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Arista Networks has settled its ongoing patent dispute with Cisco, making a payment of $400m to its rival.
Arista got into a legal spate over 14 Cisco patent infringements in December 2014. While Cisco claimed patent infringement, Arista argued that Cisco went after it because it was gaining share in the lucrative datacentre market.
In a joint statement, the two networking companies said they had agreed that, with limited exceptions, no new litigation will be brought over patents or copyrights related to existing products for five years. In addition, for three years, they will use an arbitration process to address any patent issues regarding new products.
Arista said it was committed to maintaining the product modifications it made as a result of previous rulings, and would be making limited changes to further differentiate its user interfaces from Cisco products.
While 12 of the original patents on which infringement had been claimed have been invalidated, and Arista has created workarounds for the remaining two, Berenberg analyst Josep Bori claimed that, without the settlement, Cisco would have continued its legal case against its rival. He said the settlement reduced the risk of adverse court decisions in the coming months.
“Cisco was very likely to appeal the recent decisions favourable to Arista, extending the uncertainty for Arista’s customers as the International Trade Commission (ITC) was expected to wait for the final resolution before removing its import ban orders of allegedly infringing products,” said Bori.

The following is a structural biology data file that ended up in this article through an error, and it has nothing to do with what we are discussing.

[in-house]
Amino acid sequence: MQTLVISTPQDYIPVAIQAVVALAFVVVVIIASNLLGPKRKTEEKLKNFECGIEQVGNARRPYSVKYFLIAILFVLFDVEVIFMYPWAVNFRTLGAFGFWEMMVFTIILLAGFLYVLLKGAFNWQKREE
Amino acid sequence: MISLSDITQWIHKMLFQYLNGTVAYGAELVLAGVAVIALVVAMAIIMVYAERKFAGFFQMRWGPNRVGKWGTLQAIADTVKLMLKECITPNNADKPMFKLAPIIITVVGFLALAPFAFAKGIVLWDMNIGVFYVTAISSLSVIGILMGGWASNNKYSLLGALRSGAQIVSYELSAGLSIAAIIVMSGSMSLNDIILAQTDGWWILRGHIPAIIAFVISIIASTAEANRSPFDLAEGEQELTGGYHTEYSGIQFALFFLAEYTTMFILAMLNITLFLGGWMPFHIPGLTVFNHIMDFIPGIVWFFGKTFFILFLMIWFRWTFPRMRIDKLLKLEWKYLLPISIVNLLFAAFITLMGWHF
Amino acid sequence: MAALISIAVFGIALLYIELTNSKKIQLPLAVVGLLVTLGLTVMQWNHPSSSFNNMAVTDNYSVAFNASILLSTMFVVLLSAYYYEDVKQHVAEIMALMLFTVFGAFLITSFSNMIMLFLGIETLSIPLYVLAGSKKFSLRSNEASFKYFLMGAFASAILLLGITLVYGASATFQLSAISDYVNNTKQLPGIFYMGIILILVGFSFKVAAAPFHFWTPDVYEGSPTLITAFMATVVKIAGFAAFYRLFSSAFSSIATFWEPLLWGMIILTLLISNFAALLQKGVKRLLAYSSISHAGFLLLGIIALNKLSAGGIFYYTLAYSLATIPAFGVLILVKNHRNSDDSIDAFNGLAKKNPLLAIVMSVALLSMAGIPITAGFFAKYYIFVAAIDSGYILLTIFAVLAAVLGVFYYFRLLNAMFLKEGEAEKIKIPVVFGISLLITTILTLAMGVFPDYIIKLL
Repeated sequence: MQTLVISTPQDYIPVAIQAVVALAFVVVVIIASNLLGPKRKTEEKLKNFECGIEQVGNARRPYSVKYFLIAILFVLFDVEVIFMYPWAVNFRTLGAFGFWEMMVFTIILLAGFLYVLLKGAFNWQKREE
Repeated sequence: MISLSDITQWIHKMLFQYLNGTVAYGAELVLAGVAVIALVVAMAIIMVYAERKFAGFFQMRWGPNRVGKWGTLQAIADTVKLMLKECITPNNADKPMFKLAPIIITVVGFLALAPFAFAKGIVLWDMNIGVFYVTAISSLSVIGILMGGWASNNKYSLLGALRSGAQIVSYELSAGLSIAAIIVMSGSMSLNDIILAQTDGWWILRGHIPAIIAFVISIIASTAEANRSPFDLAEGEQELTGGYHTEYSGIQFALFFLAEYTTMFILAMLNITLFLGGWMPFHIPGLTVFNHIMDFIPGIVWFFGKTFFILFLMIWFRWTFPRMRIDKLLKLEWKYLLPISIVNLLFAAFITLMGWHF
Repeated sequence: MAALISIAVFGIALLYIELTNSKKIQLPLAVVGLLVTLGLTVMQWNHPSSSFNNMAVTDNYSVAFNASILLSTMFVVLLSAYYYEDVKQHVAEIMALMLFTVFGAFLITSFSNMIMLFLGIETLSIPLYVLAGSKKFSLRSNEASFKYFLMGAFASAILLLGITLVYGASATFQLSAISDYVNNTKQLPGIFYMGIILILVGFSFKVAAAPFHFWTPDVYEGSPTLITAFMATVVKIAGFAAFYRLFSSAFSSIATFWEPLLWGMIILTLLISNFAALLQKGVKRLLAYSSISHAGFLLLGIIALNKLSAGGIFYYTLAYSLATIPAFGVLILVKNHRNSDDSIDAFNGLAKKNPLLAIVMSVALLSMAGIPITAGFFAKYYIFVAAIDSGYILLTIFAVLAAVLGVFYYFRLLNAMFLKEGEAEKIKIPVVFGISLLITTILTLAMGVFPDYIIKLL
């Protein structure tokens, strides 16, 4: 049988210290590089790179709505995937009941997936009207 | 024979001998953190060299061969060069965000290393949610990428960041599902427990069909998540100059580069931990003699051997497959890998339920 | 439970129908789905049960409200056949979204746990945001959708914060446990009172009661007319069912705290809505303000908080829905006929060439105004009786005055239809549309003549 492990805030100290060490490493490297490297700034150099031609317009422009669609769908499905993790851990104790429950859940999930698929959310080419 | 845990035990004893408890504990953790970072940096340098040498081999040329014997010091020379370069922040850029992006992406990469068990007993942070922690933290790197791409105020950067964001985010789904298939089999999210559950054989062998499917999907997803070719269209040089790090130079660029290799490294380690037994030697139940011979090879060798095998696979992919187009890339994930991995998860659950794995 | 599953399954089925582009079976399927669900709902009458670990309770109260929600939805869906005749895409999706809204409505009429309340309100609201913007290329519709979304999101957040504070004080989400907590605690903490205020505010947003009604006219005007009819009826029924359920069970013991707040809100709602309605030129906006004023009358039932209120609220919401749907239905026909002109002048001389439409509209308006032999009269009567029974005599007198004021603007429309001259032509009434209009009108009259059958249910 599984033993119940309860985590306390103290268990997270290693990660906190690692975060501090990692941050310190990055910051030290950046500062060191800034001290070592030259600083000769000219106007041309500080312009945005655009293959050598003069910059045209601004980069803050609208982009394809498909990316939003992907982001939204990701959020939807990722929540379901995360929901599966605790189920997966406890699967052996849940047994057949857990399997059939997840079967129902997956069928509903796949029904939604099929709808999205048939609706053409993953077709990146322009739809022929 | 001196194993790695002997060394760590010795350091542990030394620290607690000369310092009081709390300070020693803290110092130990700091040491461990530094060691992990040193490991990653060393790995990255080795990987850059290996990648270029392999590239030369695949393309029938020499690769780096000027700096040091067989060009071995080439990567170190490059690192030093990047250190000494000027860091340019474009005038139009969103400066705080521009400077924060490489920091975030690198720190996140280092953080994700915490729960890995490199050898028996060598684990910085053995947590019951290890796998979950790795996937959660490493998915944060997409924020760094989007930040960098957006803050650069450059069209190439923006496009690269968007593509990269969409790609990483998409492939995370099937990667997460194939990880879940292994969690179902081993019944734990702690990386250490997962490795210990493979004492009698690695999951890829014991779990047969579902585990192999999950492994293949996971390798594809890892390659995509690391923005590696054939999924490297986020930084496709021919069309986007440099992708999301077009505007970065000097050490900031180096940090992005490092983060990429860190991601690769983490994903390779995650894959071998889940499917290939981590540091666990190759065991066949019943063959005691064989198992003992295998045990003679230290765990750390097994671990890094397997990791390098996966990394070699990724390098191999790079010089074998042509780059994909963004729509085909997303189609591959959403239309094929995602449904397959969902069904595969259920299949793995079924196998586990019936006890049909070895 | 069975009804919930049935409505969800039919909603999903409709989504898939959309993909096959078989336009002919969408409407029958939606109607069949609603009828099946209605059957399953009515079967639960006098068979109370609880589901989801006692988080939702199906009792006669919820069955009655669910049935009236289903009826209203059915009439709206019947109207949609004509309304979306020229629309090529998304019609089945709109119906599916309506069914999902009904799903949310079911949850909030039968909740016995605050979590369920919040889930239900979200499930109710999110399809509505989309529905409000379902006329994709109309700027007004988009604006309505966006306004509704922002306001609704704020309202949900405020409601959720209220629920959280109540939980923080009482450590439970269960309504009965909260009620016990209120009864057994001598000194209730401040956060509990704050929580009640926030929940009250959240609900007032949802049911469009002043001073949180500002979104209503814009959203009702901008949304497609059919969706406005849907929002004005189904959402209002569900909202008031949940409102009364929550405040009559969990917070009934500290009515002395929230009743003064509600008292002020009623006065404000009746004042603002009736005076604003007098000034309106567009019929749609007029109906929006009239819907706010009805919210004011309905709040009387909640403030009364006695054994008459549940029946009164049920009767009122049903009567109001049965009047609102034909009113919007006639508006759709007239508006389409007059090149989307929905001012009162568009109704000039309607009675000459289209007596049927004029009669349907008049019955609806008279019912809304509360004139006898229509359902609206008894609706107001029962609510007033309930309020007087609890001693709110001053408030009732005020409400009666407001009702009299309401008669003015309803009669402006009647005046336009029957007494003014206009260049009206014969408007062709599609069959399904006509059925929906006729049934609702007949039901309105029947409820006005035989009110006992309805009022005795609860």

A Forrester Wave report published in March positioned Arista as a leader, with a stronger software-defined networking (SDN) product strategy than Cisco.
In the Hardware platforms for software-defined networking, Q1 2018 report, Forrester principal analyst Andre Kindness attributed Arista’s growth to its operating system (EOS), its extensive set of application programming interfaces (APIs) and its focus on creating datacentre networking solutions.
“Besides enabling multiple paths to automation with its own networking hardware, Arista Networks allows customers to deploy EOS on third-party hardware, cloud platforms and inside containers,” wrote Kindress.
Berenberg’s Bori said the settlement would help Arista continue to evolve its product roadmap without being hampered by future legal proceedings by Cisco, which could slow down Arista’s strategy.
Arista is expected to roll out its Cognitive Cloud Networking for the Campus offering in the third quarter of 2018. It is also set to introduce the Arista 7170 programmable switch for cloud workloads and recently announced the acquisition of Mojo Networks, a small supplier with a cognitive Wi-Fi technology that will be integrated with Arista CloudVision.
In a report on the settlement, Bori speculated that Cisco could now buy Arista to gain expertise and a big stake in cloud networking, but such a move would lead to anti-trust issues.
“Cisco continues to struggle in the cloud segment. While we believe that anti-trust concerns are likely insurmountable and that the two companies will remain fierce competitors, we also believe that Cisco needs a change of direction to recover its relevance in the cloud vertical,” wrote Bori.
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